We believe it is essential to have a confinement recommendation for new moms to help make those first few weeks easier.
Becoming a new mom is a life-changing experience that can be both exciting and overwhelming.
The first six weeks after giving birth are particularly challenging as you adjust to your new role and care for your newborn.
Our earnest request to you as a new mom, take care of yourself as well as your newborn during those first few weeks.
In this blog post, we’ll give ideas and confinement techniques for new parents to help make those first six weeks feel less difficult.
Accept help from others
Get as much rest as you can
Don’t be afraid to ask
Take care of your mental health
Prepare for breastfeeding challenges
Stock up on baby essentials
Give yourself grace
Embrace support from loved ones during confinement as a new mom
One of the most important things you can do in the first six weeks is to accept help from others.
This could mean having family members or friends come over to help with chores or taking care of your baby while you rest. Don’t be afraid to ask for help when needed, and try to prioritise self-care as much as possible.
It’s completely normal to feel overwhelmed as a new parent, and accepting help can make a huge difference in your overall well-being.
You can consider seeking help from a lactation consultant or postpartum helper/doula for support with breastfeeding or emotional well-being in addition to household tasks.
Always remember that self-care is not selfish, but rather essential for your own health and your baby’s health.
Here are a few tips to prioritise self-care in those first few weeks:
Take short naps whenever possible to catch up on sleep.
Make sure to eat nutritious meals and stay hydrated.
Try to get outside for a short walk or even just some fresh air.
Practice relaxation techniques, such as deep breathing or meditation, to help reduce stress and anxiety.
Get as much rest as you can
Speaking of self-care, getting enough rest is crucial during the first six weeks. Newborns require round-the-clock care but try to nap when your baby naps and take advantage of any opportunities to get some extra sleep.
If possible, ask your partner or a family member to help with nighttime feedings, so you can get a longer stretch of sleep.
Apart from obtaining adequate sleep, there are several additional self-care routines that might be beneficial. Consider the following suggestions:
Take the time to eat regular, healthy meals. This can be challenging with a new baby, but it’s important to nourish your body so you have the energy to care for your little one.
Make time for yourself, even if it’s just a few minutes each day. Take a relaxing bath, read a book, or go for a walk around the block. This can help you recharge and feel more centered.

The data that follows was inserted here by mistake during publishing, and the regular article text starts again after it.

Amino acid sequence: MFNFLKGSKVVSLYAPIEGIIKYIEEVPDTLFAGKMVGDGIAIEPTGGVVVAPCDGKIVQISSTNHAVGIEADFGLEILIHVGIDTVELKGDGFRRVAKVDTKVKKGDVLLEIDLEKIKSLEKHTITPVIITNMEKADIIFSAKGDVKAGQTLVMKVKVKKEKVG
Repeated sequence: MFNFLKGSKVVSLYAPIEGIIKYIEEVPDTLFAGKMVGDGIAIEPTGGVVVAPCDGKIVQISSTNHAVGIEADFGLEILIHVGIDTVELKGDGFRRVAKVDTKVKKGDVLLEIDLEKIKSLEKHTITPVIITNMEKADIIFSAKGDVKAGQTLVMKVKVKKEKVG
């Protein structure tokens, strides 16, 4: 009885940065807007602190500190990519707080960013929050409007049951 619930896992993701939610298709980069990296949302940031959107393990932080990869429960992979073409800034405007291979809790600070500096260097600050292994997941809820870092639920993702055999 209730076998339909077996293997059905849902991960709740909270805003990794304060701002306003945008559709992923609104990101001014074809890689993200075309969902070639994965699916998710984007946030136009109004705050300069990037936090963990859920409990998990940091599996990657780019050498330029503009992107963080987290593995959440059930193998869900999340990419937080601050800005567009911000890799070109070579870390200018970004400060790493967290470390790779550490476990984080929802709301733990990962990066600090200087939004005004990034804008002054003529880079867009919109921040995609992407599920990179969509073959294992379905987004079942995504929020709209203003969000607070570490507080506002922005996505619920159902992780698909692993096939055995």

Don’t be afraid to ask for help. Whether it’s from your partner, family members, or friends, having a support system can make all the difference. You don’t have to do everything on your own.
Stay hydrated by drinking plenty of water. Breastfeeding moms, in particular, need to stay well-hydrated to ensure an adequate milk supply.
Try to get some gentle exercise, such as a short walk or some stretching. Exercise can help boost your mood and energy levels.
Be willing to ask for help during the confinement period
Being a new mom can be stressful, and you may be concerned about your own recovery as well as your baby’s health and growth.
You should not be afraid to seek assistance and resources from your healthcare professional. Additionally, there are many other resources available that can provide valuable support.
Some option includes:
Joining a local or online new moms group. This may be an excellent support system as well as a forum for sharing experiences and asking about challenges.
Reading parenting and baby-care books or articles. There is an abundance of information available on topics such as consuming food, sleep, and baby development.
Reaching out to family and friends who have experience with parenting. They may have valuable advice and insights to share.
Prioritize your emotional wellbeing during the postpartum period
Postpartum depression and anxiety are common among new moms, so it’s important to prioritise your mental health during the first six weeks.
This could mean talking to a therapist, joining a support group, or simply making time for activities that help you feel relaxed and happy.
Prepare for nursing challenges while adjusting to confinement as a new mom
Breastfeeding is a wonderful way to bond with your baby, but it can also come with challenges. Many new moms experience sore nipples, difficulty latching, and other issues. Be prepared by taking a breastfeeding class, talking to a lactation consultant, and having nursing supplies like nipple cream and breast pads on hand.